COVID-19 roundup: More CSRA vaccination options, 2-state stats and more

Published: Jun. 2, 2021 at 4:14 PM EDT|Updated: Jun. 2, 2021 at 5:50 PM EDT
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AUGUSTA, Ga. (WRDW/WAGT) - Augusta Regional Airport and Gold Cross Emergency Medical Service have partnered to provide the community another free walk-in COVID vaccine clinic.

The clinic from 1-6 p.m. June 7 will offer the Pfizer COVID-19 vaccine at the airport’s Hangar 2, 1520 Hangar Road.

The first vaccine clinic at the airport was held May 17. The primary audience for the June 7 event will be people returning for their second dose. However, the clinic will accept individuals requiring their first dose, although they’ll have to make arrangements elsewhere for their second dose.

Appointments are not required and vaccines will be distributed on a first-come, first-served basis, while supplies last.

For more information, call Gold Cross at 706-434-4000.

Also coming up:

  • The Columbia County School District is setting up vaccine clinics for kids 12 and older to get the Pfizer shot. Starting Thursday, you can go to the Euchee Creek Library between 8 a.m. and 3:30 p.m. You have to sign up at
  • Participants in a Golden Harvest Food Bank mobile market in Saturday will be able to get vaccinated. The event will be from 10 a.m. to noon at Burke County Head Start, 518 College St. in Waynesboro.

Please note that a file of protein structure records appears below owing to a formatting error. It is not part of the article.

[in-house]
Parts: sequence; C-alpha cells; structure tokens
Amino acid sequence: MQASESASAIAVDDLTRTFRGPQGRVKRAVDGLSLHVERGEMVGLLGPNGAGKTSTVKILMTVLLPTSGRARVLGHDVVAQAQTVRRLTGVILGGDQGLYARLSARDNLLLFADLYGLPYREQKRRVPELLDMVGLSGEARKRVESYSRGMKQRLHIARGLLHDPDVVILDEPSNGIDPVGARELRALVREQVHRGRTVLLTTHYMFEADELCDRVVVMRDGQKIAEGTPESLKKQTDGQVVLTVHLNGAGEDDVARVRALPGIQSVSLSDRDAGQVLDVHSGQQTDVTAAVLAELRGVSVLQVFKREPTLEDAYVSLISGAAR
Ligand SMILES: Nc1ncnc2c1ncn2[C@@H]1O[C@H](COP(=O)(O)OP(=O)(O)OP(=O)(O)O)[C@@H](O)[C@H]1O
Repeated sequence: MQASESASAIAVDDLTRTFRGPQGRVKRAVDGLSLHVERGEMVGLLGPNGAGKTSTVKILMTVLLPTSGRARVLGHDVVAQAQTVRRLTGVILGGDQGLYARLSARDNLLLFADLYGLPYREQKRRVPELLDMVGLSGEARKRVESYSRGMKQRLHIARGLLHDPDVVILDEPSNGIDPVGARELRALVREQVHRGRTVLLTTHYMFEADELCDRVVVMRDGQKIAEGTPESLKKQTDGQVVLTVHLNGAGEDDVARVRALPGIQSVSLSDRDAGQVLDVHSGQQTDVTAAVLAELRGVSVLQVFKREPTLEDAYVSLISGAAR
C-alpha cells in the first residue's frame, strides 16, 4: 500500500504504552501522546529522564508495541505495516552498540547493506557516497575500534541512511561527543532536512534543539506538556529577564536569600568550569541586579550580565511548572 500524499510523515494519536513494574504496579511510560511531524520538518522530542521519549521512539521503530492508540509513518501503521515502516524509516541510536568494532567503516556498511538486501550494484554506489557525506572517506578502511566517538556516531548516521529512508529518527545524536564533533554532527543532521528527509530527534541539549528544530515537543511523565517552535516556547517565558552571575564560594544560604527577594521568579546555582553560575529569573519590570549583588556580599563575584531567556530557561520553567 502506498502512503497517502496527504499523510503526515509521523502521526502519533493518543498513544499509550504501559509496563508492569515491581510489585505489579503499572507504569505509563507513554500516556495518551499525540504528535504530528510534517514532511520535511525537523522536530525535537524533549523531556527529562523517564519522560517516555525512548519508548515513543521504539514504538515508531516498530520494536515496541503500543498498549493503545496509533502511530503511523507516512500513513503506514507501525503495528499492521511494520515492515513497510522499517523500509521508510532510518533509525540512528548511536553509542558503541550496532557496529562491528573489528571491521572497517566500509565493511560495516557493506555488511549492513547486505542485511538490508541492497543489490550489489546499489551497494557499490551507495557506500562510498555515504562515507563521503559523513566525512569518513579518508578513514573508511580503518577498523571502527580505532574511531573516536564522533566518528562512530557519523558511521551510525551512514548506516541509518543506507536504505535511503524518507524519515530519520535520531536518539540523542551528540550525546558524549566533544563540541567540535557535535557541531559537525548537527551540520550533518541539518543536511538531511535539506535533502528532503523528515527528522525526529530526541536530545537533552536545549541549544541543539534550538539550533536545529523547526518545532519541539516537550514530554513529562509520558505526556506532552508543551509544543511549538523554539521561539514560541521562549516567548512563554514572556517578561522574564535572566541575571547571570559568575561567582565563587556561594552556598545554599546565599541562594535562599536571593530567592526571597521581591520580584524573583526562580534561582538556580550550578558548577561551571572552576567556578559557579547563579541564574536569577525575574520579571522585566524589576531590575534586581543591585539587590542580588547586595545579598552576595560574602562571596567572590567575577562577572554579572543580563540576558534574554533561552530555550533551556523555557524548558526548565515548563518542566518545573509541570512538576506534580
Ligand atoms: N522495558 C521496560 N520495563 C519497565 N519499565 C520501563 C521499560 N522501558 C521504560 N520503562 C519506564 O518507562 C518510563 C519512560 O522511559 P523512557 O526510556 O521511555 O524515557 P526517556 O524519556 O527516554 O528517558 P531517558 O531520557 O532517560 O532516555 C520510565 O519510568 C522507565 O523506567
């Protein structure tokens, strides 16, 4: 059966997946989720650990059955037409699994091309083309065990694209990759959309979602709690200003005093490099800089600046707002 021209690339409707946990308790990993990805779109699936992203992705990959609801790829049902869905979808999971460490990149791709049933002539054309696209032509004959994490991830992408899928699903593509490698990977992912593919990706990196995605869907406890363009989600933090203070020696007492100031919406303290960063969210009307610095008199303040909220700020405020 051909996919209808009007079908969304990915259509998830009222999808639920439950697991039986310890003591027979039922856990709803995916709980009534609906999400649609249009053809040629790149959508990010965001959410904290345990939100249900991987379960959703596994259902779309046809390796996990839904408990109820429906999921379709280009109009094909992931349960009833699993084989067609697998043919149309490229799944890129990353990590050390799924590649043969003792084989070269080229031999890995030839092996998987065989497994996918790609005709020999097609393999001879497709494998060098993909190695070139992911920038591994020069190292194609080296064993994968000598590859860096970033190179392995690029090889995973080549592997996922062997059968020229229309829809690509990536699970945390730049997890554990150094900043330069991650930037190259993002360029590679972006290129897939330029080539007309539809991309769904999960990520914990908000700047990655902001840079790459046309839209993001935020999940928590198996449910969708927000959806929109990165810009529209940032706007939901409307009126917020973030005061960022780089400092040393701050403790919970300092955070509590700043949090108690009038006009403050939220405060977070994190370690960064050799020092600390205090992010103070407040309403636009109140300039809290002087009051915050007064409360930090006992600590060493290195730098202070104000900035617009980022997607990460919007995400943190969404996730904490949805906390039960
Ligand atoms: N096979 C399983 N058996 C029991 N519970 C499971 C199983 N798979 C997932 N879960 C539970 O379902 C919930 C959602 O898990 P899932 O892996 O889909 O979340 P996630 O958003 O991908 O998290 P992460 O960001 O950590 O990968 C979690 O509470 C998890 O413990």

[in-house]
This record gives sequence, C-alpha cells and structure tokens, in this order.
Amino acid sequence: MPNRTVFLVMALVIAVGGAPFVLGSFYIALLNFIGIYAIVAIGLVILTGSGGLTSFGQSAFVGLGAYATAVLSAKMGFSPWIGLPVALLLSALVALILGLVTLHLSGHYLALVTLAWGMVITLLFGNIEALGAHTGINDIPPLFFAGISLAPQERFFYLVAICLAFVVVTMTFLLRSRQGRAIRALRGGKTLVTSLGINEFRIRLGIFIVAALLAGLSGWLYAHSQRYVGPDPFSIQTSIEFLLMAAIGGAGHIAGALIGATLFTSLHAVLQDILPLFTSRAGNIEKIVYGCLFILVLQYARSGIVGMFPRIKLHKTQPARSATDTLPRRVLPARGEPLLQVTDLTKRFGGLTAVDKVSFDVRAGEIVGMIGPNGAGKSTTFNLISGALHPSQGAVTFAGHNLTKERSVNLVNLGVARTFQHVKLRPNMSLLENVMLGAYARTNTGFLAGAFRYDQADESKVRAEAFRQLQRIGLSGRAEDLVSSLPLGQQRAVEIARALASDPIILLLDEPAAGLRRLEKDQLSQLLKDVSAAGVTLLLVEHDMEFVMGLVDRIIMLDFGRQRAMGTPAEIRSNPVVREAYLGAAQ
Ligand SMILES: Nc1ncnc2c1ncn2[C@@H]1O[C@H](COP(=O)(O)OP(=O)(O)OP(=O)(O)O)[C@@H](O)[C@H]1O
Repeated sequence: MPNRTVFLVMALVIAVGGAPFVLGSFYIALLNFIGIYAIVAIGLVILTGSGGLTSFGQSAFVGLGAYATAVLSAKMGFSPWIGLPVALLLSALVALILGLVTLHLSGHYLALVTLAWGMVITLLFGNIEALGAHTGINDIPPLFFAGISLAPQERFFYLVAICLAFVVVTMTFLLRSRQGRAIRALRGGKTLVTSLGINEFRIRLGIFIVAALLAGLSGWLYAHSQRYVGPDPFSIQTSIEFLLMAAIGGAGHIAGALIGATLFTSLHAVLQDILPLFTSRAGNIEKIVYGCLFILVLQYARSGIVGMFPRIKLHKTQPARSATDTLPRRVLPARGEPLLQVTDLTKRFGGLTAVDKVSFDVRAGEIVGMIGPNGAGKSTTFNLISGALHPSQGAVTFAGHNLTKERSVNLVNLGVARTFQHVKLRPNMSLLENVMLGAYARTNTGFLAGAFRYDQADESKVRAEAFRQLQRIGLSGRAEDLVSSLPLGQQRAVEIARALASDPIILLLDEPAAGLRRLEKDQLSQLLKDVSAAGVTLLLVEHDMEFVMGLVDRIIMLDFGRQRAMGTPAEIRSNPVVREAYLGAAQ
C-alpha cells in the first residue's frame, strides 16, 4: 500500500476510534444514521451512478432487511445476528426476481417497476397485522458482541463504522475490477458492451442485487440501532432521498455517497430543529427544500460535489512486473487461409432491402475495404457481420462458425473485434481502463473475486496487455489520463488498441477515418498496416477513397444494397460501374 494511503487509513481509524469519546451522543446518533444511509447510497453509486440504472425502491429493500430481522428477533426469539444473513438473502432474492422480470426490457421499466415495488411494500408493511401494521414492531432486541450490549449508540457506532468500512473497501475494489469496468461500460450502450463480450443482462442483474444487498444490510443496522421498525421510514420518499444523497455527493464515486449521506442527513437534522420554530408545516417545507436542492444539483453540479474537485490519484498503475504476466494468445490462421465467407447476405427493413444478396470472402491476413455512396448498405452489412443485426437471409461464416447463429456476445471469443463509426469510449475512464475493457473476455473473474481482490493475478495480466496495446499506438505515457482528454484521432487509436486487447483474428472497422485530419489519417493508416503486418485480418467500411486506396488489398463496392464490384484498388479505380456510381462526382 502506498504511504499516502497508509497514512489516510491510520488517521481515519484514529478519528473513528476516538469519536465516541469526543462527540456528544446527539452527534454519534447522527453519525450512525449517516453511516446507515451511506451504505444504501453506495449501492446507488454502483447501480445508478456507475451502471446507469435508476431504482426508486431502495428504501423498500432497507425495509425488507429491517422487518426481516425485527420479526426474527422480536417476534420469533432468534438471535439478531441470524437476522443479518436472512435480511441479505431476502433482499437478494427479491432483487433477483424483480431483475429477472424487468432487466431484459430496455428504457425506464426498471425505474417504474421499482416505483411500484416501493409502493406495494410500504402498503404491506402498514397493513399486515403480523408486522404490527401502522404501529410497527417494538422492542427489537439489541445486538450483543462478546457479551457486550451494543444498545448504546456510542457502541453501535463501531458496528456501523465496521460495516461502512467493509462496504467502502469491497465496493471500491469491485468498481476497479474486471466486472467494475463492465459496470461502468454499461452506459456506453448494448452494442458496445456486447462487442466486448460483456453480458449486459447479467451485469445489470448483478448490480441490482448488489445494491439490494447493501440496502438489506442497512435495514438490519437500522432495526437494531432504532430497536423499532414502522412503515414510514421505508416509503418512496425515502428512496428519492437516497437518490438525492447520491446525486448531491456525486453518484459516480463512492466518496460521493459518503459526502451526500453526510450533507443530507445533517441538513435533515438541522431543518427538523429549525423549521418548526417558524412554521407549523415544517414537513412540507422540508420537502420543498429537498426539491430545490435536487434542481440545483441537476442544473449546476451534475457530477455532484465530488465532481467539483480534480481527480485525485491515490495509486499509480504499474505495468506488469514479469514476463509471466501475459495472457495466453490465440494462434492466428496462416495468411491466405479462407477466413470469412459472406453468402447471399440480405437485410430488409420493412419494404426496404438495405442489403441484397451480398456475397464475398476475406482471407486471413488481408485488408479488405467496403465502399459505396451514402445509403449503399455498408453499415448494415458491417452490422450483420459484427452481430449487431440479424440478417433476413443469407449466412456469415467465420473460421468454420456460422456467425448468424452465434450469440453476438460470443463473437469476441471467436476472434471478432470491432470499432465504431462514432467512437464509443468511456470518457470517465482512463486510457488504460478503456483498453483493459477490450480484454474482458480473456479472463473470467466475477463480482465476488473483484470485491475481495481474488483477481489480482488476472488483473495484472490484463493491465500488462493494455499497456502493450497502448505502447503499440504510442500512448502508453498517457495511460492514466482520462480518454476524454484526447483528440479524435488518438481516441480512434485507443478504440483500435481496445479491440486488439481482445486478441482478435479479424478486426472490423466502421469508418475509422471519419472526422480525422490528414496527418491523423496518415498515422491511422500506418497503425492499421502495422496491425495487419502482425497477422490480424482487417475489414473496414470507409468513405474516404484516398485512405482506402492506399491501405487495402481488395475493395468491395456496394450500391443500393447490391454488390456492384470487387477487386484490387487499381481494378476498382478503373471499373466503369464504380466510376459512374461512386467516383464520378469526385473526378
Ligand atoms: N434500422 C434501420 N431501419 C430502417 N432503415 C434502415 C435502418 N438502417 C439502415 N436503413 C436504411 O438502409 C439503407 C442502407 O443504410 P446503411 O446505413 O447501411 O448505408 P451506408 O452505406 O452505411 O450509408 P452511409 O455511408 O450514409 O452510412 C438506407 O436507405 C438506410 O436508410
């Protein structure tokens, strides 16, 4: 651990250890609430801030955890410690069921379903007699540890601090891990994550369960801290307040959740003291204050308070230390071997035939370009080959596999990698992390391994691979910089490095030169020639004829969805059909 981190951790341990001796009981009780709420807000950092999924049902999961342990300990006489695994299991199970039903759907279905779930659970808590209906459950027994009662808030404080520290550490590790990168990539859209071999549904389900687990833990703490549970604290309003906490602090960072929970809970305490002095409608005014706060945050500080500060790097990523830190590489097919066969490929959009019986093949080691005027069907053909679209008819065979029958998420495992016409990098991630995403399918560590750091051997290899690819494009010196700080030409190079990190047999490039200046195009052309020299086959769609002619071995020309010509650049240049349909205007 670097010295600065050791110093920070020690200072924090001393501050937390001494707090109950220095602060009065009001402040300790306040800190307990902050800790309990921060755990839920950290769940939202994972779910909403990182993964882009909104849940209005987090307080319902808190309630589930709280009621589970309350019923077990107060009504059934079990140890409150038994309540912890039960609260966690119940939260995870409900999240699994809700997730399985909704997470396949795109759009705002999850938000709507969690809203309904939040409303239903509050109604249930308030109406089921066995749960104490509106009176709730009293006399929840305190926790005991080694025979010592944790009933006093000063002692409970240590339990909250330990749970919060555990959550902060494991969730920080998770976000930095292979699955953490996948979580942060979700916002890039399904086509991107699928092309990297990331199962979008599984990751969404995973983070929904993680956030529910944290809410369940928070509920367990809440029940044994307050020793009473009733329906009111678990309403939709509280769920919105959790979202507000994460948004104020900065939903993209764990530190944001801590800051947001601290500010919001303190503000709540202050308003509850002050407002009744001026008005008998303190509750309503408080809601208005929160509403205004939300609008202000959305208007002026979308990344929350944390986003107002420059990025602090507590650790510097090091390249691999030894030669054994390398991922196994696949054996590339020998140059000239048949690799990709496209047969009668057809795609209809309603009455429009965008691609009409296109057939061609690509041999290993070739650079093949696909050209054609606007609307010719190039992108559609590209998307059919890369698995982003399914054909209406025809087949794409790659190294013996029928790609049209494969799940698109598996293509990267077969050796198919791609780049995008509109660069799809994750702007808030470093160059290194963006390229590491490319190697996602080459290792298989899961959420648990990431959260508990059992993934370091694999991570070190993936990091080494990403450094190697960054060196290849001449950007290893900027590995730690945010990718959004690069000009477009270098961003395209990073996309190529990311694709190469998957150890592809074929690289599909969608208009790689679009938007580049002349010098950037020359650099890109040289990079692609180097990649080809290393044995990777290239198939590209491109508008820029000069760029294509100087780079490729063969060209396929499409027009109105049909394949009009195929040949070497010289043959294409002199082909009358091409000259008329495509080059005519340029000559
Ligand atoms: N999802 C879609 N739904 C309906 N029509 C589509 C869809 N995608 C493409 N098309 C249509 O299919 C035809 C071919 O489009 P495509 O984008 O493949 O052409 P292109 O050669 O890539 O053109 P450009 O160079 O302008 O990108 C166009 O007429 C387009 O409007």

• Vaccinations will also be offered from 11:30 a.m. to 1:30 p.m. June 9 at The Master’s Table Soup Kitchen, 702 Fenwick St. in downtown Augusta. The Johnson & Johnson vaccine will be available, as will second doses of the Moderna vaccine.

Where the two-state region ranks in vaccinations

In the two-state region, we’re in the bottom half of the country when it comes to vaccination rates.

According to the Mayo Clinic, 33 percent of Georgians are vaccinated, while 37 percent of South Carolina residents are fully vaccinated.

In the 21 counties in our area, all but one are below the state average in both Georgia and South Carolina.

The lowest rate is 19 percent in Glascock County.

The highest is McCormick at 47 percent.

Experts are divided on the exact percentage we need for herd immunity, but some suggest that number could be as high as 85 percent.

South Carolina state Epidemiologist Dr. Linda Bell said we can’t forget that people are still being hospitalized and dying from COVID-19.

“I implore people to continue to pay attention to people to the fact that while the risk may be declining for many, the majority of our population, at least 60 percent are still not fully vaccinated,” Bell said.

Also in the news ...

  • In its ongoing effort to provide COVID-19 vaccinations to rural and underserved parts of the state, the South Carolina Department of Health and Environmental Control is expanding its Vaccination Homebound Project to all 46 counties. Free vaccinations are offered to homebound individuals who may be unable to reach a doctor’s office or vaccination facility due to health issues, age or other reasons. To schedule an appointment, call 866-365-8110 from 7 a.m. to 7 p.m. seven days a week.
  • DHEC Director Dr. Edward Simmer will meet with community leaders Thursday to launch a task force to strengthen the health and promote the environment of South Carolina. The panel will evaluate and make recommendations on the organizational framework and ways to provide services. The group will meet at the Pastides Alumni Center at the University of South Carolina from 1-4 p.m.

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